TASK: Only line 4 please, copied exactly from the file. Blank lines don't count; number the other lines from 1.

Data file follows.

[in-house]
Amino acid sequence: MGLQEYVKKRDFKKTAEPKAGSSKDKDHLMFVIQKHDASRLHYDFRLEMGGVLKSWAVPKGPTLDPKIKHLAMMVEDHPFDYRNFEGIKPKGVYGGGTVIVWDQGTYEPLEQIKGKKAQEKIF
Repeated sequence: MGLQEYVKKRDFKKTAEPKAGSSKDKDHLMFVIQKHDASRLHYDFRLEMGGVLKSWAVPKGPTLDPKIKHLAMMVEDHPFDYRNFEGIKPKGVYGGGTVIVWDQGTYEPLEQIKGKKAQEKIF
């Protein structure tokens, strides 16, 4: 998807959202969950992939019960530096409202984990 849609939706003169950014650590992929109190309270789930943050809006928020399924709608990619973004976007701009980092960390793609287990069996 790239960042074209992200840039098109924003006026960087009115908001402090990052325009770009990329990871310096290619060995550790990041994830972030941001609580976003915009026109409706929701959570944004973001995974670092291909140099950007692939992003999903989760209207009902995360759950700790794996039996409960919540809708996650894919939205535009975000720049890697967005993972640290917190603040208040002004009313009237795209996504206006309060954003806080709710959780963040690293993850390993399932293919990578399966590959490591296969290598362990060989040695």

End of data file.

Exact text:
């Protein structure tokens, strides 16, 4: 998807959202969950992939019960530096409202984990 849609939706003169950014650590992929109190309270789930943050809006928020399924709608990619973004976007701009980092960390793609287990069996 790239960042074209992200840039098109924003006026960087009115908001402090990052325009770009990329990871310096290619060995550790990041994830972030941001609580976003915009026109409706929701959570944004973001995974670092291909140099950007692939992003999903989760209207009902995360759950700790794996039996409960919540809708996650894919939205535009975000720049890697967005993972640290917190603040208040002004009313009237795209996504206006309060954003806080709710959780963040690293993850390993399932293919990578399966590959490591296969290598362990060989040695």